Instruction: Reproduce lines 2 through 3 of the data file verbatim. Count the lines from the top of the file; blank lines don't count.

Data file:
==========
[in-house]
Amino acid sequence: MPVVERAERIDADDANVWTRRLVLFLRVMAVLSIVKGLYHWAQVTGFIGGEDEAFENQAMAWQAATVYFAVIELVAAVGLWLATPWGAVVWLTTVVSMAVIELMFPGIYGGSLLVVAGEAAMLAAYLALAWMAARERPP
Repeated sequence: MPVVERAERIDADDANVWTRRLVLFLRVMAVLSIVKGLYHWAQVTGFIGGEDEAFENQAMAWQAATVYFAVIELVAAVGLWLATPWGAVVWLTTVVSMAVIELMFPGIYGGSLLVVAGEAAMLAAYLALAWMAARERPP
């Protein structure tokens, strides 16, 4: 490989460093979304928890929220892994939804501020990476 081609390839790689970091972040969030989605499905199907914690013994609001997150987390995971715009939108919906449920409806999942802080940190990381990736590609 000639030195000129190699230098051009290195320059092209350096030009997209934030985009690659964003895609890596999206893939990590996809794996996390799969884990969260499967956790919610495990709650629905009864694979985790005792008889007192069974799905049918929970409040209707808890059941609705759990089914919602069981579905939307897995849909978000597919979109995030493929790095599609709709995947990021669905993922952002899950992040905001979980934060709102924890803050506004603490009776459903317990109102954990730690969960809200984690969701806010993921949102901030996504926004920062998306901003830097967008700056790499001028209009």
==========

Amino acid sequence: MPVVERAERIDADDANVWTRRLVLFLRVMAVLSIVKGLYHWAQVTGFIGGEDEAFENQAMAWQAATVYFAVIELVAAVGLWLATPWGAVVWLTTVVSMAVIELMFPGIYGGSLLVVAGEAAMLAAYLALAWMAARERPP
Repeated sequence: MPVVERAERIDADDANVWTRRLVLFLRVMAVLSIVKGLYHWAQVTGFIGGEDEAFENQAMAWQAATVYFAVIELVAAVGLWLATPWGAVVWLTTVVSMAVIELMFPGIYGGSLLVVAGEAAMLAAYLALAWMAARERPP